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Introduction to the Microscope Types of Microscopes Care Parts Focusing.

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Presentation on theme: "Introduction to the Microscope Types of Microscopes Care Parts Focusing."— Presentation transcript:

1 Introduction to the Microscope Types of Microscopes Care Parts Focusing

2 Types of Microscopes Light Microscope - the models found in most schools, use compound lenses to magnify objects. The lenses bend or refract light to make the object beneath them appear closer. Common magnifications: 40x, 100x, 400x *Oil Immersion lenses can improve quality of focus and magnification

3 Stereoscope This microscope allows for binocular (two eyes) viewing of larger specimens. Usually magnifies 10x to 20x Can be used for thicker specimens Creates a 3D view of specimen

4 Scanning Electron Microscope - allows scientists to view a universe too small to be seen with a light microscope. SEMs do not use light waves; they use electrons (negatively charged electrical particles) to magnify objects up to two million times. SEM creates a 3D view of specimen, but cannot view living specimens (process kills them)

5 Transmission Electron Microscope - also uses electrons, but instead of scanning the surface (as with SEM's) electrons are passed through very thin specimens. TEM = "thin"

6 TEM of a cell, notice you see the inside of the cell and not the surface.

7 Microscope Resources Virtual Microscopes (Phase Contrast, Fluorescence, TEM, STM) at Nanoworld Image Gallery Microworld Images

8 Types of Illumination in Microscopes How light passes through a specimen changes the view of the specimen, making some parts more distinct.

9 Figure 4Ba

10 Figure 4Bb

11 Figure 4Bc

12 Figure 4Bd

13 Figure 4Be

14 Always carry with 2 hands Only use lens paper for cleaning Do not force knobs Always store covered Keep objects clear of desk and cords The Light Microscope Guidelines for Use

15 Eyepiece Body Tube Revolving Nosepiece Arm Objective Lens Stage Stage Clips Coarse Focus Fine Focus Base Diaphragm Light

16 Magnification Your microscope has 3 magnifications: Scanning, Low and High. Each objective will have written the magnification. In addition to this, the ocular lens (eyepiece) has a magnification. The total magnification is the ocular x objective

17 General Procedures 1. Make sure all backpacks and junk are out of the aisles and off the tops of desks. 2. Plug your microscope in to the extension cords. Each row of desks uses the same cord. 3. Store with cord wrapped around microscope and the scanning objective clicked into place. 4. Carry by the base and arm with both hands.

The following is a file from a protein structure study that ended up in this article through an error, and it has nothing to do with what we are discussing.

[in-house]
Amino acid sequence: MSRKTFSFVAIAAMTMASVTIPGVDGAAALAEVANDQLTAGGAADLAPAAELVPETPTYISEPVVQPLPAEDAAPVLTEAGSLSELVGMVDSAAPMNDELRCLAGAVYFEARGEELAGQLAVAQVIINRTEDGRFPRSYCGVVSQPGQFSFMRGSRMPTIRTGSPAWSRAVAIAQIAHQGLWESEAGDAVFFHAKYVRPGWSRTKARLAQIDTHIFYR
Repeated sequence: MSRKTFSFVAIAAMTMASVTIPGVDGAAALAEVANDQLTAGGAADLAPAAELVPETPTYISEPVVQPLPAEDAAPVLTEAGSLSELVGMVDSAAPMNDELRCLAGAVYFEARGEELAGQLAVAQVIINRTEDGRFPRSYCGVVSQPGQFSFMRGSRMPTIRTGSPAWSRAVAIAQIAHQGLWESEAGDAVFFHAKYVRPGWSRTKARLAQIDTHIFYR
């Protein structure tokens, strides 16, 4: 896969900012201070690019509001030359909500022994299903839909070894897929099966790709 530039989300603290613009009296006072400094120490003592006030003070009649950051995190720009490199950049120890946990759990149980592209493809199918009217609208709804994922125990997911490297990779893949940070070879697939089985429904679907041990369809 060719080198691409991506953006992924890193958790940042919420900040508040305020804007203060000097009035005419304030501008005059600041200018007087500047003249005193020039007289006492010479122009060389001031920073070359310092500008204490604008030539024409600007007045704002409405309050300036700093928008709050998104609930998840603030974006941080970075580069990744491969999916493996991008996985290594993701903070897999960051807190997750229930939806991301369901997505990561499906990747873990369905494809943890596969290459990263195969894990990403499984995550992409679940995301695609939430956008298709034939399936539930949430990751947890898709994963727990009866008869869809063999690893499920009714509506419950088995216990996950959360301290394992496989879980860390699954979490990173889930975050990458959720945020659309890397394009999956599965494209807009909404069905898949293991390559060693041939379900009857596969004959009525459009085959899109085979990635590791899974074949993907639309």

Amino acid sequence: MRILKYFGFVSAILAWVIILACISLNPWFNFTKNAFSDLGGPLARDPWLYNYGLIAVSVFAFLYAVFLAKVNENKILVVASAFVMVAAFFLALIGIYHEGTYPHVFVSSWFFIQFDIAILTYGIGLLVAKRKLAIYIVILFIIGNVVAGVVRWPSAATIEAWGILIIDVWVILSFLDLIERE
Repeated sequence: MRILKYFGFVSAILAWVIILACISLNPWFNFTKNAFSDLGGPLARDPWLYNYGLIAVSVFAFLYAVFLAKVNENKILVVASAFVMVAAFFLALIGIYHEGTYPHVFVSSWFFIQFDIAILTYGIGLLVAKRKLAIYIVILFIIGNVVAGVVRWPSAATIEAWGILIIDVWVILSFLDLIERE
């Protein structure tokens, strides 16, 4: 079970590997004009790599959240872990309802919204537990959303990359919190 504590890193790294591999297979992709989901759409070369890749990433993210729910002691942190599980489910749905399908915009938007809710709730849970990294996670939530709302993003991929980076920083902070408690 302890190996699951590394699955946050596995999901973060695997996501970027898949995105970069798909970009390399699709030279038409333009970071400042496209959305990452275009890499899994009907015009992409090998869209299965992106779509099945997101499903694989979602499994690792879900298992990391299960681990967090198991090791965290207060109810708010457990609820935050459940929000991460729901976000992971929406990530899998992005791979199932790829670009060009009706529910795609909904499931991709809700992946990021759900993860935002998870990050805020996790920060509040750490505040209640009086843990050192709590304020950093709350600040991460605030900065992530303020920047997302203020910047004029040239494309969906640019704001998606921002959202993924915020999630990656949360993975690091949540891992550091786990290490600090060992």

18 Focusing Specimens 1. Always start with the scanning objective. Odds are, you will be able to see something on this setting. Use the Coarse Knob to focus, image may be small at this magnification, but you won't be able to find it on the higher powers without this first step. Do not use stage clips, try moving the slide around until you find something.

19 2. Once you've focused on Scanning, switch to Low Power. Use the Coarse Knob to refocus. Again, if you haven't focused on this level, you will not be able to move to the next level. 3. Now switch to High Power. (If you have a thick slide, or a slide without a cover, do NOT use the high power objective). At this point, ONLY use the Fine Adjustment Knob to focus specimens. Recap 1. Scanning --> use coarse knob 2. Low power --> use coarse knob 3. High power --> use fine knob DO NOT SKIP STEPS!!!!

20 Your slide MUST be focused on low power before attempting this step Click the nosepiece to the longest objective Do NOT use the Coarse Focusing Knob, this could crack the slide or the lens Use the Fine Focus Knob to bring the slide

21 Drawing Specimens 1. Use pencil - you can erase and shade areas 2. All drawings should include clear and proper labels (and be large enough to view details). Drawings should be labeled with the specimen name and magnification. 3. Labels should be written on the outside of the circle. The circle indicates the viewing field as seen through the eyepiece, specimens should be drawn to scale - ie..if your specimen takes up the whole viewing field, make sure your drawing reflects that.